Government movie czar’s domestic businesses point to offshore companies – a look at the books
Atlatszo.hu’s investigation into Andrew G. Vajna, Hungary’s official commissioner in charge of movie financing, reveals a complex web of offshore firms, aimed at building on his domestic successes to take full advantage of recent government measures, measures introduced by a government which hired him.
Andrew G. Vajna is an internationally renowned businessman, most famous for his role as producer in blockbusters such as the Terminator, Rambo and Die Hard franchises. More recently he has returned to his Hungarian roots and continued to expand his domestic businesses. A look at the books reveals that all these efforts are linked to an extensive network of offshore companies. Vajna has proven ties to at least seven offshore firms which have direct interests in at least 10 companies active in Hungary.
Vajna officially resigned all his formal positions in the movie industry when he was named government commissioner for domestic picture production in 2010. That did not mean he was ready to part with his elaborate network of business interests which were still going strong.
The most prominent ones are the high profile Nobu restaurant in central Budapest, the Byblos and Cavalli luxury fashion stores, and the business that has been making the headlines most recently, his casino operating firm. The most common theme Atltszo.hu has found from reviewing the books is that, although Vajna refers to these companies as under his own ownership, he holds various removed managerial or board membership titles which are not consistent with his direct involvement in their operations. In other firms, he has a registered indirect interest further down the chain, mostly as a co-owner.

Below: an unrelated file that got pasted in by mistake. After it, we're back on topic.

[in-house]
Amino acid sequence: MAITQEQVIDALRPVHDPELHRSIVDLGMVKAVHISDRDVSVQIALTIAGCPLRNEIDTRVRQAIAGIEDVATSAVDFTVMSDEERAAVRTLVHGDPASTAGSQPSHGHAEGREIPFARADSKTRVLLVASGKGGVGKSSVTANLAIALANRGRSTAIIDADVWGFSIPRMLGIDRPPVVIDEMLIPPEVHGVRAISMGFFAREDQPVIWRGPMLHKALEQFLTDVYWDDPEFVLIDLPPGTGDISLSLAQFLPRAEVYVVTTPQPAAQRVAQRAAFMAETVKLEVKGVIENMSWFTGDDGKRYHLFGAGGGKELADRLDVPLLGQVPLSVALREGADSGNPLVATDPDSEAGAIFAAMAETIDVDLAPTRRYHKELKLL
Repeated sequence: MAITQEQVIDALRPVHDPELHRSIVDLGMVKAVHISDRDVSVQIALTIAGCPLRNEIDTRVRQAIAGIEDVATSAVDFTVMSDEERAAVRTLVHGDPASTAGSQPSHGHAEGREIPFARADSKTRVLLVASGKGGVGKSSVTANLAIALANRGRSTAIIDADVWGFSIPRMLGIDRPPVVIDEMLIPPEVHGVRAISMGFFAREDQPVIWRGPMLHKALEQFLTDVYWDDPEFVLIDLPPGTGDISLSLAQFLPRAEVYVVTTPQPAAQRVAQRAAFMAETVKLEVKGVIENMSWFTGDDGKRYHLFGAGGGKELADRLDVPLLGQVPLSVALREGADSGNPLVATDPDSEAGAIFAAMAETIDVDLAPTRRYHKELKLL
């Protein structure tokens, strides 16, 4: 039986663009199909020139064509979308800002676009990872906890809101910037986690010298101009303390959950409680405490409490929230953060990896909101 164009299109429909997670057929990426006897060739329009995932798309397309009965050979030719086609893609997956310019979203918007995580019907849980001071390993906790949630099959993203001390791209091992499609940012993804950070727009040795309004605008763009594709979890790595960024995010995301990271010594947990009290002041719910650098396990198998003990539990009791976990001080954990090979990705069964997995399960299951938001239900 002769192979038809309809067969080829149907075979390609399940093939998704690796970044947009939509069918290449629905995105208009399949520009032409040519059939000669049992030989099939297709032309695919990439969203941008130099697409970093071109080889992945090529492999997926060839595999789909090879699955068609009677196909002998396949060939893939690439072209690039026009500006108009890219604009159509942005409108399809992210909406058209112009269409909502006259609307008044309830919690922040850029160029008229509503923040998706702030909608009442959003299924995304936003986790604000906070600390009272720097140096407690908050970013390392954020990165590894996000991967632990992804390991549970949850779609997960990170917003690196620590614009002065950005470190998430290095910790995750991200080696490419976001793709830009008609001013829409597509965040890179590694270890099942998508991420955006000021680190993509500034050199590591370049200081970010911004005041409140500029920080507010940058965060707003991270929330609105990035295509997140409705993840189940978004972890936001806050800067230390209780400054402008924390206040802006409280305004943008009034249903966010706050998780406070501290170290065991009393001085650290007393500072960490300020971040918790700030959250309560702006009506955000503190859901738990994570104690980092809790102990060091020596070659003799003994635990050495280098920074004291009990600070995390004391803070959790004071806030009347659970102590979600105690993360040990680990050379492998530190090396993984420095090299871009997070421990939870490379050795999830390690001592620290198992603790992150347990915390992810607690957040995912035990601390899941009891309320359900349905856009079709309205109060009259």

Nonetheless, the company ties explored by Atlatszo.hu lead to Luxemburg and Holland. But the firm with the most extensive interest is Magyar Enterprises C.V., registered in Curacao, a company that has already been scrutinized by the 444.hu news portal.
Vajna’s business ties are all the more interesting given the current government’s measures to thwart gambling, having declared it a societal risk. The issue in question centres on who are the beneficiaries of these new government regulations. In 2012, the government made an overnight decision to outlaw slot machines, eventually fully restricting gambling to the control of the state. Under this initiative, internet access has been cut off to popular sport-betting sites, and the original move essentially meant that all casinos, save a handful of businesses handpicked by the state, will go out of business.
Vajna’s intricate web of companies happened to be the eventual winners of the concessions for operating casinos in Hungary, although the paths to this victory and the ownership networks are rather complicated and invariably lead to offshore interests, led by AV Investments.
Vajna’s role is limited to various oversight or managerial positions, hence there is no official record of his ownership, but his involvement is nonetheless clear as well as how his extensive business interests are benefitting from the regulatory measures enacted by the government which gave him control of the domestic film industry.